These are reversible changes in the size, number, phenotype, metabolic activity or functions of cells constitute cellular adaptations.
Types of adaptations: Hypertrophy, hyperplasia, atrophy and metaplasia.
Defnition: Increase in the size of the tissue or organ due to increase in the size of cells
Increased functional demand/workload
Hypertrophy of skeletal muscle
Hypertrophy of smooth muscle
Hypertrophy of cardiac muscle
Hypertrophy of smooth muscle
Defnition: Increase in the number of cells in an organ or tissue, resulting in increased size/mass of the organ or tissue.
— Physiological hyperplasia: Hormonal stimulation or as compensatory process.
—Compensatory hyperplasia: For example, in liver following partial hepatectomy.
—Hyperplasia due to hormones: For example, hyperplasia of glandular epithelium of the female breast at puberty, pregnancy and lactation
— Pathological hyperplasia: Due to excess endocrine stimulation or chronic injury/irritation.
Defnition: Atrophy is the reduced size of an organ or tissue resulting from a decrease in cell size and number.
Physiological atrophy: Common during normal fetal development and in adult life.
During fetal development: For example, atrophy of embryonic structures such as thyroglossal duct.
During adult life: For example, involution of thymus, atrophy of brain, gonads and heart due to aging (senile atrophy).
Pathological atrophy: Local or generalized
1.Disuse atrophy (decreased workload): For example, atrophy of limb muscles immobilized in a plaster cast (as treatment for fracture) or after prolonged bed rest
2. Denervation (loss of innervation) atrophy: For example, atrophy of muscle due to damage to the nerves (e.g. poliomyelitis).
3. Ischemic (diminished blood supply) atrophy: For example, brain atrophy produced by ischemia due to atherosclerosis of the carotid artery.
4.Pressure atrophy: For example, atrophy of renal parenchyma in hydronephrosis due to increased pressure.
Starvation (inadequate nutrition) atrophy: For example, protein-calorie malnutrition
Defnition: Metaplasia is a reversible change in which one adult cell type is replaced by another adult cell type.
Metaplasia is mainly seen in association with tissue damage, repair and regeneration.
The replacing cell type is usually more suited to a change in environment.
Types of Metaplasia
Original epithelium is replaced by squamous epithelium
Respiratory tract: For example, chronic irritation due to tobacco smoke
Cervix: Squamous metaplasia in cervix is associated with chronic infection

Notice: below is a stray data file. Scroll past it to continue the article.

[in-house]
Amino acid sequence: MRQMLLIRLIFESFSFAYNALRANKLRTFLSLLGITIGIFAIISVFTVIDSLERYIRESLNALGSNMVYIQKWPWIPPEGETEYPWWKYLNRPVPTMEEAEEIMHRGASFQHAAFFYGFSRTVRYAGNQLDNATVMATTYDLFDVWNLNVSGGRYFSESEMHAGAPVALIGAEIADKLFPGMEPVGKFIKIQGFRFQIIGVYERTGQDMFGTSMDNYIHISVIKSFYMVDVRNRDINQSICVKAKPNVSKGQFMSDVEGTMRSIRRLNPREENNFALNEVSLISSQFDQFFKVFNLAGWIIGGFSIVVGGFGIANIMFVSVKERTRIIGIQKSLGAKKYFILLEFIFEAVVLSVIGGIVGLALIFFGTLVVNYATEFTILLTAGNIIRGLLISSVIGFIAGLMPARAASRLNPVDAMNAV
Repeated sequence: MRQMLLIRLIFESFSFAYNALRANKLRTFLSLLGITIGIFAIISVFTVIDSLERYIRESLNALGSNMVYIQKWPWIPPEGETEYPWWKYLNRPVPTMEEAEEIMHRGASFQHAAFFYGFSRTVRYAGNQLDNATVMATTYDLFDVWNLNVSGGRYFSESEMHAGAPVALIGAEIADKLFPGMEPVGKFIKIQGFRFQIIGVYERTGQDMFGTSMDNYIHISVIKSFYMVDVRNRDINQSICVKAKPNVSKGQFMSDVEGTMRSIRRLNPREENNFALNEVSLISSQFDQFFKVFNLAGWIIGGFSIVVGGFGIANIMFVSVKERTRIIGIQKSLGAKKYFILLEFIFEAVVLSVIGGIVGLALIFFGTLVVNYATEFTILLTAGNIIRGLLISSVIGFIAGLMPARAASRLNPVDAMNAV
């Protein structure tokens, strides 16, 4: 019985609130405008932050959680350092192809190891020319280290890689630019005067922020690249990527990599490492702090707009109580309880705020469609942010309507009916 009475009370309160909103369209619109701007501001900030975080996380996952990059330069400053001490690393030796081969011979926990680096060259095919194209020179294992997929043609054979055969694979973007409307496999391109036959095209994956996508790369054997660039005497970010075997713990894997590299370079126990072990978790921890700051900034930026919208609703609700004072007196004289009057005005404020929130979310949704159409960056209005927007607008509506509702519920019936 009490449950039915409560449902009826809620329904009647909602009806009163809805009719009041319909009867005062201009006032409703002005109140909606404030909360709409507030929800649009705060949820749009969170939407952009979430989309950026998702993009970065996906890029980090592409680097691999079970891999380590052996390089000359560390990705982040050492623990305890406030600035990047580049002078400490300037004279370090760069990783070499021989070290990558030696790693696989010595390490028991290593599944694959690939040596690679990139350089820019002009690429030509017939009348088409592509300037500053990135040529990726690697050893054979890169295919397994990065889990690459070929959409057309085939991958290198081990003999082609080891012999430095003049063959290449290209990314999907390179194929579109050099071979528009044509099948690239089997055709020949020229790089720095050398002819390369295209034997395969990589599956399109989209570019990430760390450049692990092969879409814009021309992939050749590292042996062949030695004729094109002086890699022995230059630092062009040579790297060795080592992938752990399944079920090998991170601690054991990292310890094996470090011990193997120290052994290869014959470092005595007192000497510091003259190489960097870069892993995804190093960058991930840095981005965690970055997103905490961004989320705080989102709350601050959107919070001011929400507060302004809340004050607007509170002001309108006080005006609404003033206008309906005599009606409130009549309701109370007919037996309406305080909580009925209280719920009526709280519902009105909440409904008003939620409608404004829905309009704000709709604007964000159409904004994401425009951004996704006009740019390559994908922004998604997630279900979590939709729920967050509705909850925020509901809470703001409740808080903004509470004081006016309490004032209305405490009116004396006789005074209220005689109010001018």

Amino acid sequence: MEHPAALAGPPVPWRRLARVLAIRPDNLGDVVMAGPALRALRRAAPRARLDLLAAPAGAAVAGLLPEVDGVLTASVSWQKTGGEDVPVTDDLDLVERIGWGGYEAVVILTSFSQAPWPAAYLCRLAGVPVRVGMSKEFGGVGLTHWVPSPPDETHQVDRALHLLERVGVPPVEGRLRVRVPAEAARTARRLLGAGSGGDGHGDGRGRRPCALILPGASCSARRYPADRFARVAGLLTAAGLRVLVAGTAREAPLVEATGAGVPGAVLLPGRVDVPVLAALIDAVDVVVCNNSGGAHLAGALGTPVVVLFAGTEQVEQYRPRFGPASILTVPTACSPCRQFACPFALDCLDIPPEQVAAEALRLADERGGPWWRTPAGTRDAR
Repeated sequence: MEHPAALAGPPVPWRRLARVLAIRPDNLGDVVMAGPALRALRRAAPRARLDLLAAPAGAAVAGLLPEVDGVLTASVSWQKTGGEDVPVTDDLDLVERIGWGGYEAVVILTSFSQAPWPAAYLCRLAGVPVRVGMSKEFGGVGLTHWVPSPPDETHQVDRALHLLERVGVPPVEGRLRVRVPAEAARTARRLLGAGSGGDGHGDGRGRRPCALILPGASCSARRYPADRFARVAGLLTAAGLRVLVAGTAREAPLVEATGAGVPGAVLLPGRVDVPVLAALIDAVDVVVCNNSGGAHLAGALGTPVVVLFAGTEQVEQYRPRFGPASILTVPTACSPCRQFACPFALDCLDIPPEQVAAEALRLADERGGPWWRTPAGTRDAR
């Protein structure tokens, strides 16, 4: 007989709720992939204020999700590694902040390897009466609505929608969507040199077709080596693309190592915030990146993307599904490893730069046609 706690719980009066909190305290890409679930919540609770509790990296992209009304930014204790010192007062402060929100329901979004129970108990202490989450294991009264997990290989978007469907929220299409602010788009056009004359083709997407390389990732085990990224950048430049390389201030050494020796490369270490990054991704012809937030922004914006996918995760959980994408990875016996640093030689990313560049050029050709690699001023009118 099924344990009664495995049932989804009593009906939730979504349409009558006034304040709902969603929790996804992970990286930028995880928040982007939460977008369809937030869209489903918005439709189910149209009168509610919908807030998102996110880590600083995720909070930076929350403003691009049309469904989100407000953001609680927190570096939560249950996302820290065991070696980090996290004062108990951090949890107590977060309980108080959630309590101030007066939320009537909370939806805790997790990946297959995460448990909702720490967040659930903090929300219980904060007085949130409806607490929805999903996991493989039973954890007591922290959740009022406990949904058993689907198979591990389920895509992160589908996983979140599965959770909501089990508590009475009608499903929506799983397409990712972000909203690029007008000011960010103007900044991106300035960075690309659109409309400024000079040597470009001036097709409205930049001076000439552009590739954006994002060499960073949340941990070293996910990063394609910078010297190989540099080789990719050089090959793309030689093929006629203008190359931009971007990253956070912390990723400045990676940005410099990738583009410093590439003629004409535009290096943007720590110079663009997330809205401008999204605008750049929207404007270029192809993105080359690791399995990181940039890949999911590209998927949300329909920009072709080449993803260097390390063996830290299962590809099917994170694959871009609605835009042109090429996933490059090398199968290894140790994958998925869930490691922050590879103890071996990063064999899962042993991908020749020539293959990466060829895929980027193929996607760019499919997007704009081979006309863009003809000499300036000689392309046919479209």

Squamous to columnar: In Barrett esophagus, the squamous epithelium of the esophagus replaced by columnar cells
3. Intestinal metaplasia: Te gastric glands are replaced by cells resembling those of the small intestine
4.Connective Tissue Metaplasia
5.Osseous metaplasia: Formation of new bone at sites of tissue injury is known as osseous metaplasia.
Diﬀerences between atrophy, hypertrophy and hyperplasia
Definition of aging: It is the gradual, insidious and progressive declines in structure and function (involving molecules, cells, tissues, organs and organisms) that begin to unfold after the achievement of sexual maturity.
Aging is multifactorial and is aﬀected by genetic factors and environmental factors.
Genetic abnormalities: It causes progressive decline in cellular function and viability.
Environmental factors: These include diet, social conditions and development of age-related diseases (e.g. atherosclerosis, diabetes and osteoarthritis).
Mechanism of Cellular Aging
Decreased Cellular Replication
Most normal cells have a limited capacity for replication. After about 60–70 cell divisions, all cells become arrested in a terminally nondividing state, known as senescence. Werner syndrome is a rare disease characterized by premature aging, damaged DNA and a markedly reduced capacity of cells to divide (shortening of telomere). Te following mechanisms may be responsible for progressive senescence of cells and decreased cellular replication in aging.
Accumulation of Metabolic and Genetic
DamageMetabolic DamageReactive oxygen species: One of the toxic products that cause damage to the cells is free radical mainly reactive oxygen species (ROS). ROS may be either produced in excess, or there is reduction of antioxidant defense mechanisms
Excessive production of ROS may be due to environmental inﬂuences (ionizing radiation) and mitochondrial dysfunction.
Reduction of antioxidant defense mechanisms may occur with age (e.g. vitamin E, glutathione peroxidase)